That Philly cryptofight might not be a huge deal, says Wharton professor - Technical.ly Philly

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Oct. 27, 2017 12:59 pm

That Philly cryptofight might not be a huge deal, says Wharton professor

A defamation suit, a Canadian response, an academic's dismissal: here's the latest on the legal battle over the Etherparty ICO.

The case is pending at the U.S. District Court for the Eastern District of Pennsylvania.

(Photo by Flickr user Ajay Suresh, used under a Creative Commons license)

We have three quick updates from that Philly-based founder’s suit over allegedly stolen intellectual property and an initial coin offering (ICO).

In case you missed our last dispatch: Bryan Doreian, cofounder of El3ven, is suing Vancouver-based blockchain technology company Vanbex. Doreian claims the company stole his intellectual property and used it to set up an ICO called Etherparty, which has so far raised over a reported $30 million.

The case is currently pending in the U.S. District Court for the Eastern District of Pennsylvania.

A response from Canada

In an email sent to Technical.ly on Thursday, we got a comment from Vanbex.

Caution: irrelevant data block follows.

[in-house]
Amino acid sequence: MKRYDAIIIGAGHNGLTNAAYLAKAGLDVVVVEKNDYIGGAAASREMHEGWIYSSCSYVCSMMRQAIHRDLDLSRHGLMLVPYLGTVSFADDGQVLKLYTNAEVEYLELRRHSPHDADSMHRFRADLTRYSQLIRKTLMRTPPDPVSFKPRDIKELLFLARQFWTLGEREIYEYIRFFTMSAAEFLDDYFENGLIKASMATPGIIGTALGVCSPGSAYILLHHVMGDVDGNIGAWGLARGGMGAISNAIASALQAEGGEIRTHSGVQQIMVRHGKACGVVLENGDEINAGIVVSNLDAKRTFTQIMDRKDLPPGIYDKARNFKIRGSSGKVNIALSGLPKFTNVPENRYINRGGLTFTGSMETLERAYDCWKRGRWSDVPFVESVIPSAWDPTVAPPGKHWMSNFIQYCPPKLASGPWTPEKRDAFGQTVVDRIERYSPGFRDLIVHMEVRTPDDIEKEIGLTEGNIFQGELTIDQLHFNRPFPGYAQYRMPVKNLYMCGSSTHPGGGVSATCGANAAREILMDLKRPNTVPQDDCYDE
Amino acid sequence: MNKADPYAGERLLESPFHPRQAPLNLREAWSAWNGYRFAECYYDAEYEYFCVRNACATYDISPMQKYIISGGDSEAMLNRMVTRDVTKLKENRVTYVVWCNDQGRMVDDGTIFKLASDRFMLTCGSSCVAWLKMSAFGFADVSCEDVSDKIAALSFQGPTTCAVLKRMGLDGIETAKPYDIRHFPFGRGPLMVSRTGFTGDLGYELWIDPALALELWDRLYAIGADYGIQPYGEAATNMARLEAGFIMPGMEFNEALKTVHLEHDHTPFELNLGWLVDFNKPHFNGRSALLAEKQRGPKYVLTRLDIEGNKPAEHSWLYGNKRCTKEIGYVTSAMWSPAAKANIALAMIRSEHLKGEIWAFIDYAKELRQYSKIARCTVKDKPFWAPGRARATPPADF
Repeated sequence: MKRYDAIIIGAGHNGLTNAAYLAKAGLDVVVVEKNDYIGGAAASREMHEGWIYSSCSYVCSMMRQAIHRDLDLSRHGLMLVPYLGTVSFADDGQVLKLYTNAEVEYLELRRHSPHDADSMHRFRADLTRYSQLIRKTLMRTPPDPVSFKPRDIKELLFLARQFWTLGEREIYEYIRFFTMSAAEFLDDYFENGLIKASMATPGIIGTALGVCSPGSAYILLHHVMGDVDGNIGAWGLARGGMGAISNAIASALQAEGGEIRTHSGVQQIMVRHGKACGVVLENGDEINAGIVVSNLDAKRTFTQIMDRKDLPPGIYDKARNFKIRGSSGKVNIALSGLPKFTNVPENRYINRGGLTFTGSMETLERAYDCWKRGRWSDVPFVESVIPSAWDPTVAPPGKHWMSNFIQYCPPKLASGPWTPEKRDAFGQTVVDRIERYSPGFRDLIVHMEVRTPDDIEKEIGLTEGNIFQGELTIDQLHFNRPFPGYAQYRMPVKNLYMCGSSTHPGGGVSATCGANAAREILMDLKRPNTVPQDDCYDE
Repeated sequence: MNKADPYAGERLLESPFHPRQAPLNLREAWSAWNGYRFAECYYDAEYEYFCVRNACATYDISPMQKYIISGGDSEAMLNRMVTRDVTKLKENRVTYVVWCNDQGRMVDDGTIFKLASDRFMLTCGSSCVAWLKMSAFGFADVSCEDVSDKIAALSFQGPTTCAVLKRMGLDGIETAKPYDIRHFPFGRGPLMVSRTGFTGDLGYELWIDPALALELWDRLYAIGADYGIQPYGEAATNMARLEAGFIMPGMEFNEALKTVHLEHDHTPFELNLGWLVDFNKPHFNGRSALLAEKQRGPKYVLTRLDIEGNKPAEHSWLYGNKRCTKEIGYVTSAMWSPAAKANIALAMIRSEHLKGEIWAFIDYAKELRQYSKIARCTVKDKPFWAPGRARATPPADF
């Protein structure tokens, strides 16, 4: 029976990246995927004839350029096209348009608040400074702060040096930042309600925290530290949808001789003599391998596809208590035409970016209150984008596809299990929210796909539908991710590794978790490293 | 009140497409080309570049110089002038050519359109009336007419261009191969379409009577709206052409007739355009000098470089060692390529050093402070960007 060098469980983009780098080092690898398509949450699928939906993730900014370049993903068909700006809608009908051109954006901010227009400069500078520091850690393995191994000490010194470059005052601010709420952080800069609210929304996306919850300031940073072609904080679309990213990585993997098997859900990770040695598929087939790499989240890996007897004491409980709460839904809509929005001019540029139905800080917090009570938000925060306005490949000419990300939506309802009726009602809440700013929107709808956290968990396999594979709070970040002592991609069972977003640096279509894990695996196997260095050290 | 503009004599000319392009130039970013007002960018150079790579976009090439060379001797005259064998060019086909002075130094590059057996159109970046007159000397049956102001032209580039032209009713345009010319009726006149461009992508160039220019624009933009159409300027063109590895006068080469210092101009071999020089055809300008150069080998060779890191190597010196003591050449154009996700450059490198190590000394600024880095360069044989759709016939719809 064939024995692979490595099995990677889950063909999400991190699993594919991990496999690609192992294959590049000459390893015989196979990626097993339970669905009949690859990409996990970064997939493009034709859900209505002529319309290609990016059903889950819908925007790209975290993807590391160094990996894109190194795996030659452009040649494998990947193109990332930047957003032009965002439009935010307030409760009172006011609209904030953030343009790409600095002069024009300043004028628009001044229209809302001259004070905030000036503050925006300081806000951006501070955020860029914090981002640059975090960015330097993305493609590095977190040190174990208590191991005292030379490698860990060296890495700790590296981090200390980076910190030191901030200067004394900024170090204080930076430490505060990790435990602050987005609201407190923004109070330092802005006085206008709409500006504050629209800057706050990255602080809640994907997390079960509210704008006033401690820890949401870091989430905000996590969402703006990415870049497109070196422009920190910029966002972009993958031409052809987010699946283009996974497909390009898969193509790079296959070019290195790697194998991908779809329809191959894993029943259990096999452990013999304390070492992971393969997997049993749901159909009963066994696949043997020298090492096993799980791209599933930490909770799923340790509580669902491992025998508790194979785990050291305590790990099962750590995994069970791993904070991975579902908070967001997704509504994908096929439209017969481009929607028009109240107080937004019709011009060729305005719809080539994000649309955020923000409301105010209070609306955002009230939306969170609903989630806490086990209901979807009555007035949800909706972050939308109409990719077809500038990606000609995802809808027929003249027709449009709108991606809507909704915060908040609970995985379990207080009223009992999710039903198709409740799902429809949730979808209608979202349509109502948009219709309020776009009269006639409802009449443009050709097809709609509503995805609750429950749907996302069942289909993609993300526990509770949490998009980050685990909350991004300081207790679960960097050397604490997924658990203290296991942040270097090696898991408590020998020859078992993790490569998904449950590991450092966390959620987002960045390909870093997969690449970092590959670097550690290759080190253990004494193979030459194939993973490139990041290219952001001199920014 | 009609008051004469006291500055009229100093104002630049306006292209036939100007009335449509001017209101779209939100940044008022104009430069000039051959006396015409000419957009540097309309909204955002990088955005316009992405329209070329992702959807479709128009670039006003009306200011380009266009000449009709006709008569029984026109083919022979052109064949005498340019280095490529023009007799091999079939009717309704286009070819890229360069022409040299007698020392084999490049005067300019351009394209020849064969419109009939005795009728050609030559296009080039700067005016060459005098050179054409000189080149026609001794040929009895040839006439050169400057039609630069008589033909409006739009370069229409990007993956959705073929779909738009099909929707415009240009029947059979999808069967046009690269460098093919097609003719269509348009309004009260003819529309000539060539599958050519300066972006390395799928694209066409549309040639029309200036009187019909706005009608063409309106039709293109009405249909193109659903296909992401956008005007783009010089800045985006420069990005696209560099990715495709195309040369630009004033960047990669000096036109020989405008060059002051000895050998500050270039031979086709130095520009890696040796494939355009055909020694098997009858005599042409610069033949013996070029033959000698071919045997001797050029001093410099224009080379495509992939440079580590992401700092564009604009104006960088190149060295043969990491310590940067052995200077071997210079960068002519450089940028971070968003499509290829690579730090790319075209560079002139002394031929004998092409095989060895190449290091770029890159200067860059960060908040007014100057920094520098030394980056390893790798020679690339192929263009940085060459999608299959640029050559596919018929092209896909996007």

“As a matter of corporate policy, we do not comment on pending litigation,” said Todd Hauptman, PR manager for the Vancouver company. “After the litigation is complete, we will have further comment.”

Hauptman also sent us two documents from the court that’s dealing with the case. Both are denials to Elev3n’s request to get a restraining order over the Etherparty ICO, which is still active. One, dated Sept. 29; the other, Oct. 3.

A defamation suit

Vanbex and its CEO, Kevin Hobbs, are suing Kip Warner, former Vanbex director of engineering who is listed as a declarant in the El3ven lawsuit on the plaintiff’s side, for defamation.

In Vanbex Group Inc. and Kevin Hobbs v. Kipling Conrad Singh Warner, publicly listed in the Vancouver Registry, Hobbs claims his former employee breached an independent contractor agreement, unlawfully solicited Vanbex’s customers and business and published “injurious falsehoods and defamation.”

We reached out to Vanbex for comment but did not immediately receive a response.

An expert’s dismissal

Wharton professor Kevin Werbach, a business and technology scholar, took a look at the case and shared a lukewarm impression.

“It sounds like a garden variety business dispute,” Werbach said. “Substitute ‘website’ for ‘ICO’ for what the defendant was supposed to build, and see if anything at all changes in the lawsuit.”

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Werback said the SEC issues pertain to the responsibilities of companies launching ICOs to their investors.

“Unless I’m missing something, this suit wouldn’t have anything to do with that,” he said.

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